Moral Purpose

For Epictetus, moral purpose is the embodiment of an integrated set of values (virtues); they might be fully encompassed by the classic Prudence, Justice, Courage and Temperance.

What do these words mean to him?  To my knowledge, he never expounds or even explicitly recommends these classic virtues. Yet his occasional references make clear that he takes them for granted.  Some modern commentators believe that it is the freedom of the will (or choice) that is most essential for him.  But, in my reading, it is the value-driven purposiveness of that choice (rather than freedom for its own sake) that is most important to Epictetus.

Of course, the most important thing for me is not accurate understanding of Epictetus’s teaching (the finger), but rather the clarification of the Good and the values it entails — i.e. in the objective sense, insofar as it governs my own moral purpose (the moon).

My moral purpose needs to imbue and guide all my processing of impressions, my thoughts, feelings, words and intentions.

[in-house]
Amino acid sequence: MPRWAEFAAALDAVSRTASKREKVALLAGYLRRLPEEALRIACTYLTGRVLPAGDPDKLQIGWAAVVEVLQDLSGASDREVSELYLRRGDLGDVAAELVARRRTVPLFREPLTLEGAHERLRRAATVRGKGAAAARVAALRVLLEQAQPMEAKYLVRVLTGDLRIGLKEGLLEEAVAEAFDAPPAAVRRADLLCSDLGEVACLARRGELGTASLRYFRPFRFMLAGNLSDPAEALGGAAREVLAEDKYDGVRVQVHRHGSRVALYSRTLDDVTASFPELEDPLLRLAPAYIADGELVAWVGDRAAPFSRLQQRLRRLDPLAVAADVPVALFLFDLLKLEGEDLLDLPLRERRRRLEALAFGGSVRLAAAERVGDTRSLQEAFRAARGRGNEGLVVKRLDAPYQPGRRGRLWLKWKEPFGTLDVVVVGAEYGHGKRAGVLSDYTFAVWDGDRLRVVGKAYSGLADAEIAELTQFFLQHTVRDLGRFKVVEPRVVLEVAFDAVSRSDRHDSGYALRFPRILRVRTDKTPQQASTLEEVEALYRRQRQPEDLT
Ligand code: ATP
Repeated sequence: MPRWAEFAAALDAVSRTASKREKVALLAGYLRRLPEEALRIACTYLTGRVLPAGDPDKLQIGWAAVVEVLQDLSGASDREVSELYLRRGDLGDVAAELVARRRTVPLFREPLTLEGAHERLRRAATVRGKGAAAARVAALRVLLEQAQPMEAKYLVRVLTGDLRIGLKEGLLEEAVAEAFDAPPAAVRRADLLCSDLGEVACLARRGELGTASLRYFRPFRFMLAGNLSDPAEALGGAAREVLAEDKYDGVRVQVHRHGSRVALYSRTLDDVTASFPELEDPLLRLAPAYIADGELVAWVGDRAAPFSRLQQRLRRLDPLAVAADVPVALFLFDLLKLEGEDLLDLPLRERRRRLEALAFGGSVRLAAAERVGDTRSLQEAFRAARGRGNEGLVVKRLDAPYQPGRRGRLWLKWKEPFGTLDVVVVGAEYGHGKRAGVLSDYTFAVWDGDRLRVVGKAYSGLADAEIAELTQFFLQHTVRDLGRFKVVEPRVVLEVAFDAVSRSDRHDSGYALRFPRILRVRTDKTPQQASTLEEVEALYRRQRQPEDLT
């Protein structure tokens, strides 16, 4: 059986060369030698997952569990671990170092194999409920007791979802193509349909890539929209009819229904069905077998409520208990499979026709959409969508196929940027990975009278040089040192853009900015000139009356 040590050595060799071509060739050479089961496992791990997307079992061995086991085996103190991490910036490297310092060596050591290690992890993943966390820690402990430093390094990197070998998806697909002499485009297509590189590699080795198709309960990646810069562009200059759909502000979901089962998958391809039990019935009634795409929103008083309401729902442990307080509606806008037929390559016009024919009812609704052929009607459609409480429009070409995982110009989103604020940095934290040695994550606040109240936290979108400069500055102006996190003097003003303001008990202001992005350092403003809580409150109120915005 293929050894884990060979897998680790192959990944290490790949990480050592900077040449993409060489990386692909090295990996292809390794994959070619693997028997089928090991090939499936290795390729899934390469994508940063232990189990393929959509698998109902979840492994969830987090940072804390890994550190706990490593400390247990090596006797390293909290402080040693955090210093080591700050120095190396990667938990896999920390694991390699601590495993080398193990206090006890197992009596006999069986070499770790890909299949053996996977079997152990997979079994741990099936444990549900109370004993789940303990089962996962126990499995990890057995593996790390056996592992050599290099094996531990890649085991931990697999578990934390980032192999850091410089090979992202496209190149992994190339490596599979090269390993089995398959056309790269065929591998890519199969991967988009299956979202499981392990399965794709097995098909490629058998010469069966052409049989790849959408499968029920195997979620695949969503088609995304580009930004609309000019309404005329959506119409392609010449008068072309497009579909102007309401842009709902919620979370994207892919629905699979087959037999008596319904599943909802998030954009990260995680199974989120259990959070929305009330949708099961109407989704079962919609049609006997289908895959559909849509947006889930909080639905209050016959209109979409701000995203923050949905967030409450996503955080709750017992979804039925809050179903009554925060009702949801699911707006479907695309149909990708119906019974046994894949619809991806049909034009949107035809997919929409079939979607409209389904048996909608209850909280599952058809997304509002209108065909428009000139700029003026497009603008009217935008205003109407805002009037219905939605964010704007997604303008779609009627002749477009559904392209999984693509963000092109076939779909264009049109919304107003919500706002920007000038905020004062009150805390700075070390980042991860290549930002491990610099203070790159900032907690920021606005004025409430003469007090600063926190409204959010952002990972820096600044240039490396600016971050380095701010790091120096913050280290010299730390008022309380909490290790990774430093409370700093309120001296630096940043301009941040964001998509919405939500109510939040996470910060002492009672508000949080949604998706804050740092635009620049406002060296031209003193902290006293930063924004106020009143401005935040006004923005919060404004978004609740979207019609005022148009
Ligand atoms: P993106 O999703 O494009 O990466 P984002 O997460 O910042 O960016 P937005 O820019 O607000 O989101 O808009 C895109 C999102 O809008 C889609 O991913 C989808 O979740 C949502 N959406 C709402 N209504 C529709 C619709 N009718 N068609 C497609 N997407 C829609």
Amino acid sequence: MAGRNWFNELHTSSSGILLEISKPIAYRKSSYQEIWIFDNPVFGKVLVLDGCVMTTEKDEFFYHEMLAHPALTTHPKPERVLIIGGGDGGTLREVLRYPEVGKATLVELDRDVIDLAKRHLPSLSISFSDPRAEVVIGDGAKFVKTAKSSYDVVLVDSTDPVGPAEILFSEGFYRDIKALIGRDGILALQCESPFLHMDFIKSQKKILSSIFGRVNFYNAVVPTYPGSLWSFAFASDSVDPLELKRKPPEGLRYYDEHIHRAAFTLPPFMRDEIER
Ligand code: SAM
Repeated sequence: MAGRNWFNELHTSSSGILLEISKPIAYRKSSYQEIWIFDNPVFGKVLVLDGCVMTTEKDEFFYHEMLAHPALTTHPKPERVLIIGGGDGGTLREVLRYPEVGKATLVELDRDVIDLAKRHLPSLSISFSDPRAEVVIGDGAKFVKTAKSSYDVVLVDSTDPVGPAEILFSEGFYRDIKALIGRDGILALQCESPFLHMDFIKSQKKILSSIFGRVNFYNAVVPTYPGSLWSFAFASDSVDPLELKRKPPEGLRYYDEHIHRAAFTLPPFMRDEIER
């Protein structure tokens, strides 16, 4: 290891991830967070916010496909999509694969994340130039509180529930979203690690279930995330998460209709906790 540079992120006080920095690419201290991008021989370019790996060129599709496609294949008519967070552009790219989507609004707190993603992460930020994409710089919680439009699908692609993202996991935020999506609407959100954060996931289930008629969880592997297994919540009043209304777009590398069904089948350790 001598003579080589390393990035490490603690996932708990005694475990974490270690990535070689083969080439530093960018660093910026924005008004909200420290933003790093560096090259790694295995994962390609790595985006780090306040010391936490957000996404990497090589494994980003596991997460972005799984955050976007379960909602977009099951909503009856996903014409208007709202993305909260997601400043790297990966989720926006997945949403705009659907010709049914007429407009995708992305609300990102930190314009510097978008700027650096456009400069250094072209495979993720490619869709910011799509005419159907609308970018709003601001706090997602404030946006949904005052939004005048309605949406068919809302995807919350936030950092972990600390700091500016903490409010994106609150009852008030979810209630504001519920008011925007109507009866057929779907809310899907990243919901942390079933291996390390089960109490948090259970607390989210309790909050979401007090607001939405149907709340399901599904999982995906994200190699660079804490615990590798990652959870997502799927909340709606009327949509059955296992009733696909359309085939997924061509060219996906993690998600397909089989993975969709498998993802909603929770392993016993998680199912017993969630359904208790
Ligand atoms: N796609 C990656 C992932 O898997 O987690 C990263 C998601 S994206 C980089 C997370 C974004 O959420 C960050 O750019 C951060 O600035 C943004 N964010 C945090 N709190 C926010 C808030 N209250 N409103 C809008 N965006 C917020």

What is my best current understanding of my moral purpose? Quick, write it down!   

  • to be a wise steward of what has been given me and what I have (body, mind and spirit)
  • to pursue little for myself, other than what is needed to support my freedom to think, feel and act virtuously
  • to discard everything that detracts from this purpose
  • to respect and honor everything and everyone
  • to feel and express gratitude for all that is
  • to teach primarily through example
  • to find the joy in every moment
  • to restrain my judgements
  • to encourage
  • to honor my commitments
  • to refrain from commitments that distract from my moral purpose
  • to be helpful and kind
  • to embody humility
  • to both build up and conserve my energy to the sole end of living according to my moral purpose
  • to consistently and persistently embody the courage needed to live this mission, resisting temptations, condemnations, distractions, mockery, anger, demands, pains and pleasures that oppose it
  • to suppress unproductive and distracting emotions — especially anger, frustration, disgust, envy, pride, greed, fear, guilt, regret, sadness, hatred
  • to refrain from any impulse to control anything outside my moral purpose
  • to act out of benevolence whenever I’m afforded the opportunity

Well, that all sounds great! But why is this my moral purpose? There are utilitarian arguments to recommend these choices, but is it more solidly grounded than that? Does it rest upon some solid authority, or is it just my personal set of prejudices? Am I free to completely change my choices tomorrow?

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